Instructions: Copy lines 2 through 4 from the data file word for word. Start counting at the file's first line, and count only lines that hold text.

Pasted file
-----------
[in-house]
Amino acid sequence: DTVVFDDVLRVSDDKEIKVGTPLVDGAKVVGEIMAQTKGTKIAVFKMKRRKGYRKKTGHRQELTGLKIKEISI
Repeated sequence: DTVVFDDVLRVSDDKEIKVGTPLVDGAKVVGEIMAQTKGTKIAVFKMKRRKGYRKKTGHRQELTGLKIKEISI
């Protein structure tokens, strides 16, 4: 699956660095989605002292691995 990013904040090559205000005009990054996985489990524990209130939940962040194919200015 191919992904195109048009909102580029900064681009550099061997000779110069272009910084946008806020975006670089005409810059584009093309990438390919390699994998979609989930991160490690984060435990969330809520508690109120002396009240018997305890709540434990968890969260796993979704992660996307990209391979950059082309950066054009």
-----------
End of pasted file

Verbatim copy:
Amino acid sequence: DTVVFDDVLRVSDDKEIKVGTPLVDGAKVVGEIMAQTKGTKIAVFKMKRRKGYRKKTGHRQELTGLKIKEISI
Repeated sequence: DTVVFDDVLRVSDDKEIKVGTPLVDGAKVVGEIMAQTKGTKIAVFKMKRRKGYRKKTGHRQELTGLKIKEISI
């Protein structure tokens, strides 16, 4: 699956660095989605002292691995 990013904040090559205000005009990054996985489990524990209130939940962040194919200015 191919992904195109048009909102580029900064681009550099061997000779110069272009910084946008806020975006670089005409810059584009093309990438390919390699994998979609989930991160490690984060435990969330809520508690109120002396009240018997305890709540434990968890969260796993979704992660996307990209391979950059082309950066054009």